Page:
November 12, 2018

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New Draft Guidance on Adaptive Designs for Clinical Trials

Two draft guidances issued together late last month seek to increase both clinical trial efficiency and the amount of information that is available about a drug’s safety and benefits.  The two draft guidances address, respectively, adaptive designs and master protocols.  This blog post discusses FDA’s recommendations for adaptive designs; master protocols will be addressed in a subsequent blog post.

An adaptive design is a “clinical trial design that allows for prospectively planned modifications to one or more aspects of the design based on the accumulating data from subjects in the trial.”  The ability to make changes to a study in progress allows investigators to take into account new information that was not known when the study began.  According to FDA, adaptive designs can both provide a greater chance to detect a true drug effect and reduce the number of patients exposed to ineffective investigational treatments (since effectiveness will be more easily detected earlier in the trial).  Because adaptive designs allow for greater flexibility, they also may be more acceptable to those conducting and those participating in clinical trials. For sponsors in particular, adaptive designs can potentially both save time and reduce costs.  Adaptive design can also have ethical advantages by facilitating early termination of trials once it becomes clear that a trial is unlikely to demonstrate effectiveness, thereby minimizing risk to participants.

At the same time, the draft guidance recognizes that adaptive designs increase the risk of “Type I” (false positive) errors, i.e., concluding that a drug has a beneficial effect when it does not.  To mitigate this risk, the draft guidance recommends sponsors employ methods to determine appropriate statistical thresholds for interim and final analysis to ensure that the overall Type I error is controlled at 2.5 percent.  Similarly, the draft guidance acknowledges the risk of bias that can result from early unblinding of a study, and recommends limitations on who may access such data to mitigate this risk.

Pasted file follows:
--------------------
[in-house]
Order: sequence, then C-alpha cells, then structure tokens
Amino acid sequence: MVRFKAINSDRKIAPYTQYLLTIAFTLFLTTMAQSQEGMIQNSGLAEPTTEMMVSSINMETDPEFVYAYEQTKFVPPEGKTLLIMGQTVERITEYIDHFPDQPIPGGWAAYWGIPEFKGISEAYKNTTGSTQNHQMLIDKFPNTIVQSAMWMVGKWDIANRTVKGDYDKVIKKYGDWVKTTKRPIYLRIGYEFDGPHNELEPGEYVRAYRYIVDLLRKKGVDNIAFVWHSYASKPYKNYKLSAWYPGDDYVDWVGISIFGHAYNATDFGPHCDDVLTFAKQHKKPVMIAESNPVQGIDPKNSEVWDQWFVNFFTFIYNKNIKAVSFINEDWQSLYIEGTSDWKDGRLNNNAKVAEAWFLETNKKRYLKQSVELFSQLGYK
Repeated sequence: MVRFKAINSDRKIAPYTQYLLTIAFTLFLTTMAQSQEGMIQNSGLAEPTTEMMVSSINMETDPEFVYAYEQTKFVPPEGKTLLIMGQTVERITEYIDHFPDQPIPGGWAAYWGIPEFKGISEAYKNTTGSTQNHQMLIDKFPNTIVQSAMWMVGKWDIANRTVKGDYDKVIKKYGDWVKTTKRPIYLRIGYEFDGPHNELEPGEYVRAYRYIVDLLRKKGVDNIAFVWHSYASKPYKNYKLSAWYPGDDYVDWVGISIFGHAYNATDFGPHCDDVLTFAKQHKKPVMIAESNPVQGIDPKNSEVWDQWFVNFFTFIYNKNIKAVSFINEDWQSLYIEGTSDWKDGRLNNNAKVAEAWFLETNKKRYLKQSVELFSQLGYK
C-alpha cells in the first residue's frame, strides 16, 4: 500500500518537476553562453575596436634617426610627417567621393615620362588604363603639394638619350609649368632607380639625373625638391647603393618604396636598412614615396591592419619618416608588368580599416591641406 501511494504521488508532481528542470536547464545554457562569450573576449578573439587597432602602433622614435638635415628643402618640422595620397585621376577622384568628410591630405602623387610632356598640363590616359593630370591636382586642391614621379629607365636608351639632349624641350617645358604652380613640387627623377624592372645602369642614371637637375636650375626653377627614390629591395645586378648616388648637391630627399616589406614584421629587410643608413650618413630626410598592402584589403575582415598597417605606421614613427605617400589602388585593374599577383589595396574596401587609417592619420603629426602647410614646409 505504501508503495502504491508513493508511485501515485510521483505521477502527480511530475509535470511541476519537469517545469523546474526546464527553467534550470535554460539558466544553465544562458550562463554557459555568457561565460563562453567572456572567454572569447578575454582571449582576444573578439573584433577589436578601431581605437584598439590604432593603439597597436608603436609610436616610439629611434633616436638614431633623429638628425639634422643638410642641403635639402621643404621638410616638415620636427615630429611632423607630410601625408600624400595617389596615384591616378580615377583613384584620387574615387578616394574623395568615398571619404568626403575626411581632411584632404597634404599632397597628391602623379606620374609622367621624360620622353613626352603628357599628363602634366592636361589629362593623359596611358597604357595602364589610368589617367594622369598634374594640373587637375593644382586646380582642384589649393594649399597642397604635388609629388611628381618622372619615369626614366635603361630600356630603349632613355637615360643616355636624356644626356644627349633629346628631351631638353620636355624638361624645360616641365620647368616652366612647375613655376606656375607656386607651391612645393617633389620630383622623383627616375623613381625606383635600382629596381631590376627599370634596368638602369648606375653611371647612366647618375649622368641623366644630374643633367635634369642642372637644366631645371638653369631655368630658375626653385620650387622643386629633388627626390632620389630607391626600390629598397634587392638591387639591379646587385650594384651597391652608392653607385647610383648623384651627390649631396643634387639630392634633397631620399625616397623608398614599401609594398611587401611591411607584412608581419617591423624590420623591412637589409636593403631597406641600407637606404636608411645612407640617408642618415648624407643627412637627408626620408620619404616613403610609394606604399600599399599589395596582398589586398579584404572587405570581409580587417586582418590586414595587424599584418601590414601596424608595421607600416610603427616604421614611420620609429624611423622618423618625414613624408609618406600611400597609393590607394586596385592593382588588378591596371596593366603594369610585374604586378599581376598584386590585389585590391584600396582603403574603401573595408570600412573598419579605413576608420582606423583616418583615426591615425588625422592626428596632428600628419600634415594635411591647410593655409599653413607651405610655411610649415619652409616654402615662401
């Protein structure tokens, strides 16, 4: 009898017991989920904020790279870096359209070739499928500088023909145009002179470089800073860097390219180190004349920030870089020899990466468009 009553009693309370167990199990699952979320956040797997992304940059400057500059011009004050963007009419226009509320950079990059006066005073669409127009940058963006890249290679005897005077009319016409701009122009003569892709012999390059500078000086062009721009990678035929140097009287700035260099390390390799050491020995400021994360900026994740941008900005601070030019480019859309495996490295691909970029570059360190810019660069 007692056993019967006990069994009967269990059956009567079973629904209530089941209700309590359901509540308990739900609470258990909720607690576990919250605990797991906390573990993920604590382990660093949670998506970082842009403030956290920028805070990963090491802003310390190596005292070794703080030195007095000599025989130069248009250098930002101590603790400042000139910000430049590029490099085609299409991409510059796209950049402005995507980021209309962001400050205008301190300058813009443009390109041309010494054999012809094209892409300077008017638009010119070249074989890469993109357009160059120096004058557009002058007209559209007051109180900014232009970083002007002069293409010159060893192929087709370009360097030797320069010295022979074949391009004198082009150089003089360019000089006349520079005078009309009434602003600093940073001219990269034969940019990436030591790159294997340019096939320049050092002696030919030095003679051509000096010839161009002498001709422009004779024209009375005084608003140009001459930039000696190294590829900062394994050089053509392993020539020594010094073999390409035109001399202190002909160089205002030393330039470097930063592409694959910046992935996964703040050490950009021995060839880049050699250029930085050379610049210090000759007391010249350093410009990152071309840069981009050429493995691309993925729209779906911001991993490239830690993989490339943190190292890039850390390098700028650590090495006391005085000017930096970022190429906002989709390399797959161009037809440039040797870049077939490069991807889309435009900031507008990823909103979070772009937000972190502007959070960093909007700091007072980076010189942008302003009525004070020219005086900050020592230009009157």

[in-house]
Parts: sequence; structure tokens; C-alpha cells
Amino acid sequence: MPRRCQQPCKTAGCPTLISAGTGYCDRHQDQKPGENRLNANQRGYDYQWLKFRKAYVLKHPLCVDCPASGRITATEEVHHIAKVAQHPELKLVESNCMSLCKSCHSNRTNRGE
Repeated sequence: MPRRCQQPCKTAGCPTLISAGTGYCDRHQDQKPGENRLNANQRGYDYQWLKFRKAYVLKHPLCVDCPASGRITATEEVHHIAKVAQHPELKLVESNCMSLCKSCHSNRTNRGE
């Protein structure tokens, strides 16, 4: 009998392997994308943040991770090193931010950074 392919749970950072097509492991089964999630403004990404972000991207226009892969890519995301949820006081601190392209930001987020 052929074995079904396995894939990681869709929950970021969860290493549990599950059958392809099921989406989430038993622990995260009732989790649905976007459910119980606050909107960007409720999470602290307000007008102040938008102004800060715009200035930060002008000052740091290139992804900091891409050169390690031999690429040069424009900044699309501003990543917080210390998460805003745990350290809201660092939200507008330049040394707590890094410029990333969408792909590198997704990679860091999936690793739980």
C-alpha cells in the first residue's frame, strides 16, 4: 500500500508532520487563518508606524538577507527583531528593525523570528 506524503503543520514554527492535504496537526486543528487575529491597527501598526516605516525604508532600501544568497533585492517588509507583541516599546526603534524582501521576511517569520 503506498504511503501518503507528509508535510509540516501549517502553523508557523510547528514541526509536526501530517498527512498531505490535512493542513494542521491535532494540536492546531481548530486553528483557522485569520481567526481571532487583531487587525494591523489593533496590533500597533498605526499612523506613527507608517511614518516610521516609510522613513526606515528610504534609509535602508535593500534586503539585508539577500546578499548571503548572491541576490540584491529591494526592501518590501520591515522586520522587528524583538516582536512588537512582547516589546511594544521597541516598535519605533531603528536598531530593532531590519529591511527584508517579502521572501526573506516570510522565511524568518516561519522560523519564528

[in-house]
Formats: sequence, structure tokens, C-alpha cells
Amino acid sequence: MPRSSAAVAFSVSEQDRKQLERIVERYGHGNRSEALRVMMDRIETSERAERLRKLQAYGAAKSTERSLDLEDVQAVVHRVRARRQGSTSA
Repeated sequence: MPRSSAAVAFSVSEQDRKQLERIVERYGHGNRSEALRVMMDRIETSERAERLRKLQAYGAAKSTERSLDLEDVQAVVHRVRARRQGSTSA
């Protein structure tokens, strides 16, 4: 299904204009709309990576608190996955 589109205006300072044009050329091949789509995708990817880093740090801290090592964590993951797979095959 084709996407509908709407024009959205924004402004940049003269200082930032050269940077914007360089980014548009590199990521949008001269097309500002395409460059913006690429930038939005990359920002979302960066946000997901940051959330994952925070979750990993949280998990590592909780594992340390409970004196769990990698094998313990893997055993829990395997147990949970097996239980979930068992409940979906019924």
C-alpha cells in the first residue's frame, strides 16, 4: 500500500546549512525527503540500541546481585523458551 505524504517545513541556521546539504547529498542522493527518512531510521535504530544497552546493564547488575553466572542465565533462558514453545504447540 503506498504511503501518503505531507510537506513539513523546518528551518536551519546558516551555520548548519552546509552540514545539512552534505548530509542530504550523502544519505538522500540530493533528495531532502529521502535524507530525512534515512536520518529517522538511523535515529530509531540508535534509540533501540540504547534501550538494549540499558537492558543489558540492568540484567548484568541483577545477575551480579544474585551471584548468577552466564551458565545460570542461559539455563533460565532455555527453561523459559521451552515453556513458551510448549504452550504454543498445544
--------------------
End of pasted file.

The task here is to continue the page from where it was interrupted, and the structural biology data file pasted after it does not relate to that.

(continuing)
A key element of adaptive design is pre-specification (i.e., planning in advance), including pre-specification of the number and timing of interim analyses, what statistical methods will be used to interpret the interim data, and how the study design will be changed depending on the results of such analyses.  Failure to pre-specify can result in the introduction of bias and thereby put the quality and integrity of study data at risk. Therefore, FDA strongly recommends that prespecified protocols are included in the clinical study design to ensure that access to comparative interim results are limited to individuals with relevant expertise who are independent from personnel involved in conducting or managing the trial.

Because adaptive designs introduce certain added complexities, FDA recommends that sponsors provide additional information when submitting a protocol for FDA review, including a detailed description of the monitoring and adaptation plan, information on who will be responsible for implementing the adaptive design, pre-specification of the statistical methods to be used, and a comprehensive written data access plan to maintain data integrity and quality.